If you have the means, an out-of-state vacation home can enhance your life. You and your family and friends can relax, unwind, and have fun together when you have the opportunity, and you are making a good investment that can yield financial dividends.
At the same time, there is an estate planning consideration, and we will explain the details in this post.
When a will is used as an asset transfer vehicle, it is admitted to probate after the death of the testator. This is a legal process that takes place under the supervision of a court.
During probate, the executor will notify creditors, and they are given a good bit of time to come forward seeking satisfaction. The assets that comprise the estate will be identified and inventoried, and in some cases, appraisals and liquidation of property will be necessary.
The process will typically take eight or nine months to run its course if it is simple and straightforward and there are no complications, and the inheritors have to wait out. They do not receive anything while the estate is being probated by the court.
Probate records are available to the public, so anyone that wants to access them can find out how the resources were transferred. Some relatively significant expenses accumulate during probate as well, and this is another factor that makes probate less than ideal for the heirs to an estate.
One probate process is problematic enough, and if you own property out-of-state that will be transferred through the terms of a will, ancillary probate will be necessary. This is an additional probate proceeding that would take place in the state where the property is located.
A living trust can provide a solution if you own a vacation home in another state, and it is a very effective device even if you are not in this position. When you establish a living trust, you act as the trustee, so you can access the assets every step of the way.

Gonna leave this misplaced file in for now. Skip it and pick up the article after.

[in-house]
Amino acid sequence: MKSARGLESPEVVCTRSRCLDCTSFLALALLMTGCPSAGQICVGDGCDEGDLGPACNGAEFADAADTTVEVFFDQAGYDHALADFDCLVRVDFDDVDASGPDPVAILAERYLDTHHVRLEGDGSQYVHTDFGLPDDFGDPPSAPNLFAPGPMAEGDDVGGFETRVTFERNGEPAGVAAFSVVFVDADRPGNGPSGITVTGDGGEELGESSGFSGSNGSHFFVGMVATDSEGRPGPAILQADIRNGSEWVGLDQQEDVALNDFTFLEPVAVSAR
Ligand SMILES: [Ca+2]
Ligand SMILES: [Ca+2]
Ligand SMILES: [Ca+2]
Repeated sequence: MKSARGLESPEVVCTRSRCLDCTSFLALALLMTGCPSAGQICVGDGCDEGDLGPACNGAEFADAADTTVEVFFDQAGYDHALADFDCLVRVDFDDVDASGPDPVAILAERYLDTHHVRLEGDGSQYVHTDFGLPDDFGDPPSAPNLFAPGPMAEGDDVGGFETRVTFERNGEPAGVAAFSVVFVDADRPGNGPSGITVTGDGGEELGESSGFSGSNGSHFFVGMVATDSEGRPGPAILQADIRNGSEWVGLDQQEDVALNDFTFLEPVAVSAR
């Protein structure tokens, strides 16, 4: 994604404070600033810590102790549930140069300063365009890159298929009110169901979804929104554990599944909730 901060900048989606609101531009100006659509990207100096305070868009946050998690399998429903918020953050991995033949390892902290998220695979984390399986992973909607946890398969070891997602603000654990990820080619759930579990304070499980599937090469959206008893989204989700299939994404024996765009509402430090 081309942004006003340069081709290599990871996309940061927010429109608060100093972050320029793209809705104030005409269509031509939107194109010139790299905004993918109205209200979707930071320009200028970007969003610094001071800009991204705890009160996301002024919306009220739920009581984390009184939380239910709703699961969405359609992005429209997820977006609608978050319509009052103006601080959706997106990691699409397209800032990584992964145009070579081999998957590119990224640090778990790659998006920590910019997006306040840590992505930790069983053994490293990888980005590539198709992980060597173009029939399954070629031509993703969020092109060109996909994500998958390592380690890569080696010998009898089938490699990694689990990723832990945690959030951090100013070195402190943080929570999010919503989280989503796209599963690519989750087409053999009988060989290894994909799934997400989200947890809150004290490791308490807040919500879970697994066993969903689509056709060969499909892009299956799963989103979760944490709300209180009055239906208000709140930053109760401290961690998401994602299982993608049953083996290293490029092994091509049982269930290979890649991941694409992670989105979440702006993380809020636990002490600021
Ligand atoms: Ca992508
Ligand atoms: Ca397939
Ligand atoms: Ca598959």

This would be a revocable trust, so you would be able to rescind the trust and take back direct personal possession of the property if you ever choose to do so. When you draw up the trust, you name your heirs as the beneficiaries, and you designate a trustee to succeed you.
With regard to the successor trustee, any adult that is willing to assume the role can technically act as the trustee. However, if you don’t know anyone that would be suitable, trust companies and the trust departments of banks provide trustee services for a fee.
After your death, the trustee would distribute assets to the beneficiaries, and the probate court would not be involved. This includes transfers of property that is located in another state.
In addition to the probate avoidance benefit, there are other advantages that living trusts provide, and one of them is the asset protection. The trust would become irrevocable after your passing, and the principal would be protected from the beneficiary’s creditors.
You do not have to provide lump sum distributions all at once when you have a living trust. If you want to spread out the distributions over time, you can leave those instructions in the trust declaration.
Another benefit is the ability to prepare for possible incapacity. You can empower the successor trustee to administer the trust in the event of your incapacity, or you could name a different disability trustee.
Attend a Complimentary Seminar!
If you want to come away with a far better understanding of the estate planning process, attend one of our upcoming seminars. The sessions are complimentary, so this is a great way to invest a small amount of your spare time.
You can see the dates if you visit our seminar page, and when you identify the session that works for you, follow the simple instructions to register.
Need Help Now?
Our doors are open if you have already decided that you should work with a Glastonbury, Connecticut estate planning lawyer to put a plan in place. You can send us a message to request a consultation appointment, and we can be reached by phone at 860-548-1000.